This book came to my attention on a forum at a point in time when I was thinking I could do with a funny read, so onto the Kindle it went. This is Danny's second novel, both have a bunch of good reviews on Amazon so it looked like a good choice.
Scratch is the story of Jim Cooper, as told by him. He works in a call centre, fobbing off customers and has been plodding along until one day a complaint letter appears from an ex's dad. This sparks something in Jim who decides it is time for a fresh start. He leaves his job, with nothing new lined up and sells his flat to clear his debts rendering himself homeless. Age 33 he finds himself living at home again, and working back in the same pub he was working in 12 years earlier - not exactly progress!
However ex Paula's crazy dad befriends him and reveals that she is moving back to Glasgow (with her husband) When she comes back she announces to Jim that her marriage is all but over, and that she loves him, but she can't leave her husband until his seriously ill grandad either recovers or dies. Jim being newly grown up insists on no sex until she has told him, while she insists they keep their non-affair a secret.
The book is is very funny in places, getting me laughing out loud on the train. I loved Jim's relationship with best friend Terry which was a good source of humour, as was Paula's Bruce Lee mad, lonely dad. It was also touching and sad, as Jim and Paula struggle to renew their relationship in less than ideal circumstances. By turns it was also uplifting and made me smile. Seeing the change in Jim's relationship with his parents made me really happy for all three of them. I suppose that must mean the characters were well-drawn, to make me feel like that. Jim is certainly likeable and he and his group of friends and colleagues certainly reminded me of people I have known and been friends with.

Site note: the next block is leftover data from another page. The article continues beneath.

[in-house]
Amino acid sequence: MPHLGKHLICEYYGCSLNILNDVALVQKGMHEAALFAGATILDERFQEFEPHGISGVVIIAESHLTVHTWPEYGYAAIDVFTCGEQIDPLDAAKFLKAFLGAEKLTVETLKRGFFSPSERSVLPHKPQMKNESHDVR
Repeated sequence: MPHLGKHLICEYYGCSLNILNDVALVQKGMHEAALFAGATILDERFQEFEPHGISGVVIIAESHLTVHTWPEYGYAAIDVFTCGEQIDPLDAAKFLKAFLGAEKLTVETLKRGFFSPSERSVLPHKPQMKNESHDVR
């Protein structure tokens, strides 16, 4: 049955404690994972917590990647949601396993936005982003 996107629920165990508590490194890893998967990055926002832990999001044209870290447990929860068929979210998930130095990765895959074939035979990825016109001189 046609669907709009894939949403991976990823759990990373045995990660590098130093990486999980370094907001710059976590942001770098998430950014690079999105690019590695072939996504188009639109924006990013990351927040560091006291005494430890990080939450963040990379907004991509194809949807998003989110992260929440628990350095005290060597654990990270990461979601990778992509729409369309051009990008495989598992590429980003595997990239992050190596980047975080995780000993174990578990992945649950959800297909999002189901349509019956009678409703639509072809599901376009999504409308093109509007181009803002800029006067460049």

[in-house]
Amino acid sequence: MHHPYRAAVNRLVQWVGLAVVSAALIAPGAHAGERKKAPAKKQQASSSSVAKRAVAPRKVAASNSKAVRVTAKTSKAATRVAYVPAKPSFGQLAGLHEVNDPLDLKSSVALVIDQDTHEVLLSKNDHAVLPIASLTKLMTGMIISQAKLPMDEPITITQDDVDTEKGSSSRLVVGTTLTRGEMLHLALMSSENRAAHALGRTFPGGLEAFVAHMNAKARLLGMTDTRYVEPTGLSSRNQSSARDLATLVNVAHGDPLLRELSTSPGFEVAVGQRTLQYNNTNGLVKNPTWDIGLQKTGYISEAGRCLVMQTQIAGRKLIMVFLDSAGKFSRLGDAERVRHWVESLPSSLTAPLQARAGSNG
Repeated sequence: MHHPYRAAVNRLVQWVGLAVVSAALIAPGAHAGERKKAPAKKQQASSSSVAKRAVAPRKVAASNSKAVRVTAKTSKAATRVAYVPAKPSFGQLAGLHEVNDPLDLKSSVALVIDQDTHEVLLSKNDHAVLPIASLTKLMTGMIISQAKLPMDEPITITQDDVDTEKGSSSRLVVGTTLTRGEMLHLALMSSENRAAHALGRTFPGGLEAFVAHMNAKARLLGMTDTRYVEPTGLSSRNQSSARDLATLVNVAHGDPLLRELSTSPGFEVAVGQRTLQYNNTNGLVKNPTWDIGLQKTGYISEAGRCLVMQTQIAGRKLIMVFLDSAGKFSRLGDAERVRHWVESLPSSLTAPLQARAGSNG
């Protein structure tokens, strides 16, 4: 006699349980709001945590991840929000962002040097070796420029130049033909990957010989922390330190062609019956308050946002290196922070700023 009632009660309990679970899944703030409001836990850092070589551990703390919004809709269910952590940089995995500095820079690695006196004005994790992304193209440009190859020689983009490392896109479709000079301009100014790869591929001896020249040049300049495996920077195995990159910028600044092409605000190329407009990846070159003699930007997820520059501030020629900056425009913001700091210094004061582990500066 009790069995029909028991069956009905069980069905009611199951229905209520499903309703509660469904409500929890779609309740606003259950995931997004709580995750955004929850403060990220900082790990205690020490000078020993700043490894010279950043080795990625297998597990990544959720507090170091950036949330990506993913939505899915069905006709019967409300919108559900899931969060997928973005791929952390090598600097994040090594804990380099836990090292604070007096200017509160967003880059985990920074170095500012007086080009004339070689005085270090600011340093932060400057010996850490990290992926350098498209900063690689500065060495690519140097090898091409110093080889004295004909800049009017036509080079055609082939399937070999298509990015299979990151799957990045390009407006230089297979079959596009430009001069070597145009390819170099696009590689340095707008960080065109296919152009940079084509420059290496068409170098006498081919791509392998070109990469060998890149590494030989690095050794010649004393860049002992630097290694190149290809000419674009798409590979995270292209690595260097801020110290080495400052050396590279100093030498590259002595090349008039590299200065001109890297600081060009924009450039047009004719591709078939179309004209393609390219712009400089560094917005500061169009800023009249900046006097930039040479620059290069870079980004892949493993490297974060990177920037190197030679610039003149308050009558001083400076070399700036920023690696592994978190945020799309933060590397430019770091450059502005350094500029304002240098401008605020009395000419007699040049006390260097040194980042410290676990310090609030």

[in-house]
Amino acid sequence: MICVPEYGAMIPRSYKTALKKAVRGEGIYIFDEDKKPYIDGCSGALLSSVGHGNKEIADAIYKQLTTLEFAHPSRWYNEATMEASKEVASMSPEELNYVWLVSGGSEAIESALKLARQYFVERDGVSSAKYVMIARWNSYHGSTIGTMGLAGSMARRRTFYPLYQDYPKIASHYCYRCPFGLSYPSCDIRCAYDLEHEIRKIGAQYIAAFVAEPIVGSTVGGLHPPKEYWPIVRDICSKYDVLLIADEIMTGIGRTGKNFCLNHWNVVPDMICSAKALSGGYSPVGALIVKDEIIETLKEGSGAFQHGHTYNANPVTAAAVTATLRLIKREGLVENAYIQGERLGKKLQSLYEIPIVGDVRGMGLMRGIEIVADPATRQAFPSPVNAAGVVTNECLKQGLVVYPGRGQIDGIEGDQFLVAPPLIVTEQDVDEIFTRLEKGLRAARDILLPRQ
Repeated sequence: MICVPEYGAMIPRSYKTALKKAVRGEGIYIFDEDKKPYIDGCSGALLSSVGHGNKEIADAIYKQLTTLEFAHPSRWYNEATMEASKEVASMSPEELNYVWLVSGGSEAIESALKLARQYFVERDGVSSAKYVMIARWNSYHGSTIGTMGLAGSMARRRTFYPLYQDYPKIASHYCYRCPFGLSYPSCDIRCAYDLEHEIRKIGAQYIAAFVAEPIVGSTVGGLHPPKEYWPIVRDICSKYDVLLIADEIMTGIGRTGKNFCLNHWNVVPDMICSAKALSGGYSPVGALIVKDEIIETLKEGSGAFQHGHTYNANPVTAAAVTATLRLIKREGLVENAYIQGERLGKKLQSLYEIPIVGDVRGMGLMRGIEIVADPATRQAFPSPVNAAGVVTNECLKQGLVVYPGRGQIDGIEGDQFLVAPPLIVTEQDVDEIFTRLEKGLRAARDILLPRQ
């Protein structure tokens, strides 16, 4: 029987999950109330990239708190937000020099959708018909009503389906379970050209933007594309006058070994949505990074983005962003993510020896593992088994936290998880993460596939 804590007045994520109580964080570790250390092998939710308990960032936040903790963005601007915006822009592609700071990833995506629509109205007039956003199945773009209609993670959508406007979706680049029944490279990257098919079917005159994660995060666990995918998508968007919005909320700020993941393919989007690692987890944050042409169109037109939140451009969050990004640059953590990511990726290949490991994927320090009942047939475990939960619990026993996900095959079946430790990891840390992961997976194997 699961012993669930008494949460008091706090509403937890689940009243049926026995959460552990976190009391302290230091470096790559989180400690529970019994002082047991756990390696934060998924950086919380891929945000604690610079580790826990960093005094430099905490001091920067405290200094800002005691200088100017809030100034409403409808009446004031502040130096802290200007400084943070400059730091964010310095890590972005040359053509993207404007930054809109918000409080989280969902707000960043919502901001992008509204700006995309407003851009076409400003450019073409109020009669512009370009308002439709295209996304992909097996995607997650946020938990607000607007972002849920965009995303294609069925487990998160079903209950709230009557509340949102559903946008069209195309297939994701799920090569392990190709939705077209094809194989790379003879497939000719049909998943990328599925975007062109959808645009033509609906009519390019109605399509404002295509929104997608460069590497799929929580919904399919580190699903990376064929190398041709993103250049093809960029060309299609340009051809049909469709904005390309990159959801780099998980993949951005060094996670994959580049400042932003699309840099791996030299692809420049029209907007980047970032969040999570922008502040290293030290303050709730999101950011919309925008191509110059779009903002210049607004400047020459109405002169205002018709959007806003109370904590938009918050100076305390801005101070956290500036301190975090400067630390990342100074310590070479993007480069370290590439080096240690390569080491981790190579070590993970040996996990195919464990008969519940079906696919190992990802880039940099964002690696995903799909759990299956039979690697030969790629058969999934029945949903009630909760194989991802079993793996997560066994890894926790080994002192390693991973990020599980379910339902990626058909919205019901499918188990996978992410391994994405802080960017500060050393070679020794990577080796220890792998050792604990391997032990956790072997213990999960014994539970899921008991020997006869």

If you don't like bad language in your books you'd be well advised not to pick this one up, it gets a bit colourful. It didn't bother me unduly as it seemed to fit with the characters and how they would speak.
If I had anything negative to say about this book it would be the length of it. When I looked at the number of locations when I started reading (if you don't kindle locations were in place of page numbers because of issues with changing font sizes) it was probably the longest book on my kindle by some way. I think a slightly harsher edit might have been worthwhile as in a couple of places I started skimming a bit as conversations rambled or Jim pontificated. The author probably could have made the story closer to the usual length of a novel without losing any of the impact, and in fact possibly tightening the book up a bit.
By and large thought I thought this was a really good read, an honest look at life, growing up and the joy and pain of relationships.
Format: Kindle, purchased
My rating: 4*